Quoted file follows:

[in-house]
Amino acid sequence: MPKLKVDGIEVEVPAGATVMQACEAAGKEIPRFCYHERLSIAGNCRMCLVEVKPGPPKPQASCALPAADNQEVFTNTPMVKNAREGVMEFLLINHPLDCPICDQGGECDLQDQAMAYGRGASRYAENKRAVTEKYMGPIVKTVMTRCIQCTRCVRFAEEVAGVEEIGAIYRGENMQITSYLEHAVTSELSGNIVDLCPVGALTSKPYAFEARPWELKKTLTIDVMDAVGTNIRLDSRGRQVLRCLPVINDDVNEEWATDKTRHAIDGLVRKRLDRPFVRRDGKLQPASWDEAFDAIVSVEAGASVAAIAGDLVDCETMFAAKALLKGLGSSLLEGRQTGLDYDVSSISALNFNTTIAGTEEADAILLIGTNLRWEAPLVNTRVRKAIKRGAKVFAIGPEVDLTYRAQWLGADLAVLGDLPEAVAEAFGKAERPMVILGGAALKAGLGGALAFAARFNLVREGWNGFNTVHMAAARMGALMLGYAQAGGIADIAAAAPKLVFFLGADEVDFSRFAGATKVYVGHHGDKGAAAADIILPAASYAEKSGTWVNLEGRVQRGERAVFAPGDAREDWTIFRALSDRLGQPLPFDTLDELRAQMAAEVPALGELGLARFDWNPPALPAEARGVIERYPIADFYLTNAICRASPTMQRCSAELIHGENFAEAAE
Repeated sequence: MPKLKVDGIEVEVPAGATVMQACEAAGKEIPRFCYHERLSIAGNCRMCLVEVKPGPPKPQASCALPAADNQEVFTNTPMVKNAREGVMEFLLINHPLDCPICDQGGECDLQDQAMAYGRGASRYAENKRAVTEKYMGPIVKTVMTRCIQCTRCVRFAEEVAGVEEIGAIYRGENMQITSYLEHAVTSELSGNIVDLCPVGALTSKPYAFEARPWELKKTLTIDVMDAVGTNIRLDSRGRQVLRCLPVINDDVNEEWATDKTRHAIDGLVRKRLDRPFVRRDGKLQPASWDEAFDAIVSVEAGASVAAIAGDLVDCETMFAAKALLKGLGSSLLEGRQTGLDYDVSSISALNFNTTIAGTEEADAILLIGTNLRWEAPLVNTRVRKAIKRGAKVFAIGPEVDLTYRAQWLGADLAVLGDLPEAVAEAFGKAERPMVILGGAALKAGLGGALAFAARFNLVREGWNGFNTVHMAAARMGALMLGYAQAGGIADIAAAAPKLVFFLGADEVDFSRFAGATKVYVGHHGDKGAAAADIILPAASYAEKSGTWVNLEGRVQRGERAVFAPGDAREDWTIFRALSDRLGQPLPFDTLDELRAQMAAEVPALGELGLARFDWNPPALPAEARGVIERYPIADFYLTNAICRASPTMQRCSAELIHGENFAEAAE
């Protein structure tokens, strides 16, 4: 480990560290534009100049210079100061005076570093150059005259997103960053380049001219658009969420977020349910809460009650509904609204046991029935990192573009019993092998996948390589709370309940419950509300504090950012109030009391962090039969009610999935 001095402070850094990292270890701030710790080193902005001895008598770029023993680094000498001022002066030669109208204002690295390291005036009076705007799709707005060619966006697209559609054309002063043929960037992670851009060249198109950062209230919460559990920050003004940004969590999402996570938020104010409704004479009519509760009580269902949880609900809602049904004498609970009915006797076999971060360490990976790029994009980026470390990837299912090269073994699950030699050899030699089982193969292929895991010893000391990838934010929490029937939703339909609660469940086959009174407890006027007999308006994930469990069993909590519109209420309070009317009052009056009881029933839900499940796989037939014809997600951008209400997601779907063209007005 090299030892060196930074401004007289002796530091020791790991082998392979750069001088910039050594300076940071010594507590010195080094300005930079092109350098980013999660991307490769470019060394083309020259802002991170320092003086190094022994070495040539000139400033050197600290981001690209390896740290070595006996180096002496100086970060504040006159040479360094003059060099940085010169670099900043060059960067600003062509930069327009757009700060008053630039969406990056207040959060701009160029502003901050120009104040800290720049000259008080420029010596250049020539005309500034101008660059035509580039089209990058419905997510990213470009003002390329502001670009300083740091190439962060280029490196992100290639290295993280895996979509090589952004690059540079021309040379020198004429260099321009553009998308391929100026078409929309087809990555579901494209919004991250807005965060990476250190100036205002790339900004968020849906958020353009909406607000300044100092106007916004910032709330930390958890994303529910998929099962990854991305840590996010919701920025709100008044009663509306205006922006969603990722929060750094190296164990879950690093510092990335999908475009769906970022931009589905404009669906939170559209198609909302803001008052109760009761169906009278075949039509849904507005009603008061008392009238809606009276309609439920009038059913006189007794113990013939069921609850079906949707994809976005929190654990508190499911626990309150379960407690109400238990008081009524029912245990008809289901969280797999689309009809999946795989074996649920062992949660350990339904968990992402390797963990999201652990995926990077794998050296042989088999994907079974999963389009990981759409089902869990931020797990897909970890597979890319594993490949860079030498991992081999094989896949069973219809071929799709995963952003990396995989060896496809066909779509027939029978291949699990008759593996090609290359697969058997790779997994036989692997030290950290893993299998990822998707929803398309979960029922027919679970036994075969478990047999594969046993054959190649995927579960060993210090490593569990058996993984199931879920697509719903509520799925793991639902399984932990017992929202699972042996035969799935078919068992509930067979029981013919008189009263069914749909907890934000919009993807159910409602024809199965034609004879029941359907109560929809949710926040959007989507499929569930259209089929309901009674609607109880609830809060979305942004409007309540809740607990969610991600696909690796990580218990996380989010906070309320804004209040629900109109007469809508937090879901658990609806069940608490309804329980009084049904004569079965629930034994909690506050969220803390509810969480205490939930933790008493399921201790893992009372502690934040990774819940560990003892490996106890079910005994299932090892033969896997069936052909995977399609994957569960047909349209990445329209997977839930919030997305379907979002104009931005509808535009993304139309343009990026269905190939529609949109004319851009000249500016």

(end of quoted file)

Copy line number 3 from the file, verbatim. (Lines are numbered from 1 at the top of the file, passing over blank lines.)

Repeated sequence: MPKLKVDGIEVEVPAGATVMQACEAAGKEIPRFCYHERLSIAGNCRMCLVEVKPGPPKPQASCALPAADNQEVFTNTPMVKNAREGVMEFLLINHPLDCPICDQGGECDLQDQAMAYGRGASRYAENKRAVTEKYMGPIVKTVMTRCIQCTRCVRFAEEVAGVEEIGAIYRGENMQITSYLEHAVTSELSGNIVDLCPVGALTSKPYAFEARPWELKKTLTIDVMDAVGTNIRLDSRGRQVLRCLPVINDDVNEEWATDKTRHAIDGLVRKRLDRPFVRRDGKLQPASWDEAFDAIVSVEAGASVAAIAGDLVDCETMFAAKALLKGLGSSLLEGRQTGLDYDVSSISALNFNTTIAGTEEADAILLIGTNLRWEAPLVNTRVRKAIKRGAKVFAIGPEVDLTYRAQWLGADLAVLGDLPEAVAEAFGKAERPMVILGGAALKAGLGGALAFAARFNLVREGWNGFNTVHMAAARMGALMLGYAQAGGIADIAAAAPKLVFFLGADEVDFSRFAGATKVYVGHHGDKGAAAADIILPAASYAEKSGTWVNLEGRVQRGERAVFAPGDAREDWTIFRALSDRLGQPLPFDTLDELRAQMAAEVPALGELGLARFDWNPPALPAEARGVIERYPIADFYLTNAICRASPTMQRCSAELIHGENFAEAAE